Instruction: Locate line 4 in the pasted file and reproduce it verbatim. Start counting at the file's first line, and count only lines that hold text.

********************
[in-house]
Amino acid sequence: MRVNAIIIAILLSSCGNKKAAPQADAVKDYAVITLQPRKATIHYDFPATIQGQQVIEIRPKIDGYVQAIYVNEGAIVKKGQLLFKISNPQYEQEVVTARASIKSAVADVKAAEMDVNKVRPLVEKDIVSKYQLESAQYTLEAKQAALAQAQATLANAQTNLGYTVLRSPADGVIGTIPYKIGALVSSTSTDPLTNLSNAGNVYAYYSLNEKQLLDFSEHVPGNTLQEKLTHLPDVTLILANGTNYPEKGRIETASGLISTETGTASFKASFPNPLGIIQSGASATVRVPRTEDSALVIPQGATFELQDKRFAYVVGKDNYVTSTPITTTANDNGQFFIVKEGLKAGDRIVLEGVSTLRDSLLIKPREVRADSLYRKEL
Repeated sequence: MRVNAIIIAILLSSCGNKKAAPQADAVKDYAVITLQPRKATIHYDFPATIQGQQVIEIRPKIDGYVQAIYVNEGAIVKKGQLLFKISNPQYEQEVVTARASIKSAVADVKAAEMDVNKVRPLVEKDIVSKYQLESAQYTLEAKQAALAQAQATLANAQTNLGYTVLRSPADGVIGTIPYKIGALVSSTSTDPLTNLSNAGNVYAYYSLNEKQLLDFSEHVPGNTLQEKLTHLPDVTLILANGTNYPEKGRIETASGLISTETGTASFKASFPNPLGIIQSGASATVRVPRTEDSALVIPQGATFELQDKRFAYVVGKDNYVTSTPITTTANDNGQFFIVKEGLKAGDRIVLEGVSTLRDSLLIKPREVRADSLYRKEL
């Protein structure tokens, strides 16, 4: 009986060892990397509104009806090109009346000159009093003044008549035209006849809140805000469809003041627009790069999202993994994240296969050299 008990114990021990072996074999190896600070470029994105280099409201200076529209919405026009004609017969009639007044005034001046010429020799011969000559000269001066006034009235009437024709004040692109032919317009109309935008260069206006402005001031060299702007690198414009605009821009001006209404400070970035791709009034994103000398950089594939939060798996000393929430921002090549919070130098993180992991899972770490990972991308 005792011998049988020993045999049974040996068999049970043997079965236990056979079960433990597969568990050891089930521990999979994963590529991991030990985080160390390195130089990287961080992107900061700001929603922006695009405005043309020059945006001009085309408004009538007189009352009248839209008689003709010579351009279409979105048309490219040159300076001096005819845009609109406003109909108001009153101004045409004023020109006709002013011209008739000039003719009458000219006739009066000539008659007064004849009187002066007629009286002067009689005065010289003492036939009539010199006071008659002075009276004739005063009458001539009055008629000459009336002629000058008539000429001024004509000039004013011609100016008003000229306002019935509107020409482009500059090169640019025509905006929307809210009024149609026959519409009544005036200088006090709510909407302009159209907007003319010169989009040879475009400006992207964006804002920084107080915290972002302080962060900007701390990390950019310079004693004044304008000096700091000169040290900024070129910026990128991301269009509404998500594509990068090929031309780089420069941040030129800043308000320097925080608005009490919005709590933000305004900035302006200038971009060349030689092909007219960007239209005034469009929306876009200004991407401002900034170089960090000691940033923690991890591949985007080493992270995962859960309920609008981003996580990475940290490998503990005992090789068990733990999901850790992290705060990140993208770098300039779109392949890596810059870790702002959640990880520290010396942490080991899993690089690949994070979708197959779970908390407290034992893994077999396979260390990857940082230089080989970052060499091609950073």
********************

């Protein structure tokens, strides 16, 4: 009986060892990397509104009806090109009346000159009093003044008549035209006849809140805000469809003041627009790069999202993994994240296969050299 008990114990021990072996074999190896600070470029994105280099409201200076529209919405026009004609017969009639007044005034001046010429020799011969000559000269001066006034009235009437024709004040692109032919317009109309935008260069206006402005001031060299702007690198414009605009821009001006209404400070970035791709009034994103000398950089594939939060798996000393929430921002090549919070130098993180992991899972770490990972991308 005792011998049988020993045999049974040996068999049970043997079965236990056979079960433990597969568990050891089930521990999979994963590529991991030990985080160390390195130089990287961080992107900061700001929603922006695009405005043309020059945006001009085309408004009538007189009352009248839209008689003709010579351009279409979105048309490219040159300076001096005819845009609109406003109909108001009153101004045409004023020109006709002013011209008739000039003719009458000219006739009066000539008659007064004849009187002066007629009286002067009689005065010289003492036939009539010199006071008659002075009276004739005063009458001539009055008629000459009336002629000058008539000429001024004509000039004013011609100016008003000229306002019935509107020409482009500059090169640019025509905006929307809210009024149609026959519409009544005036200088006090709510909407302009159209907007003319010169989009040879475009400006992207964006804002920084107080915290972002302080962060900007701390990390950019310079004693004044304008000096700091000169040290900024070129910026990128991301269009509404998500594509990068090929031309780089420069941040030129800043308000320097925080608005009490919005709590933000305004900035302006200038971009060349030689092909007219960007239209005034469009929306876009200004991407401002900034170089960090000691940033923690991890591949985007080493992270995962859960309920609008981003996580990475940290490998503990005992090789068990733990999901850790992290705060990140993208770098300039779109392949890596810059870790702002959640990880520290010396942490080991899993690089690949994070979708197959779970908390407290034992893994077999396979260390990857940082230089080989970052060499091609950073």